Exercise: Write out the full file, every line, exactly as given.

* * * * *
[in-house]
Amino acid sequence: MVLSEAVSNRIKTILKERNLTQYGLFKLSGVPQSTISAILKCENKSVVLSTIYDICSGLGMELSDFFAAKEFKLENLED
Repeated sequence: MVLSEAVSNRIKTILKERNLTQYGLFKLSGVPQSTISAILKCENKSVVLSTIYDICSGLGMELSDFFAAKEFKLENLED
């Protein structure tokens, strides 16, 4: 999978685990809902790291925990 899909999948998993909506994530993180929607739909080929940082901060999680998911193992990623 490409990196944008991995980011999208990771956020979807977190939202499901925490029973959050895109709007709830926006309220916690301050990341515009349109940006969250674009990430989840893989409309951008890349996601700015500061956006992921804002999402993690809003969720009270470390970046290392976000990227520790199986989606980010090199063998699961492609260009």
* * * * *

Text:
[in-house]
Amino acid sequence: MVLSEAVSNRIKTILKERNLTQYGLFKLSGVPQSTISAILKCENKSVVLSTIYDICSGLGMELSDFFAAKEFKLENLED
Repeated sequence: MVLSEAVSNRIKTILKERNLTQYGLFKLSGVPQSTISAILKCENKSVVLSTIYDICSGLGMELSDFFAAKEFKLENLED
């Protein structure tokens, strides 16, 4: 999978685990809902790291925990 899909999948998993909506994530993180929607739909080929940082901060999680998911193992990623 490409990196944008991995980011999208990771956020979807977190939202499901925490029973959050895109709007709830926006309220916690301050990341515009349109940006969250674009990430989840893989409309951008890349996601700015500061956006992921804002999402993690809003969720009270470390970046290392976000990227520790199986989606980010090199063998699961492609260009």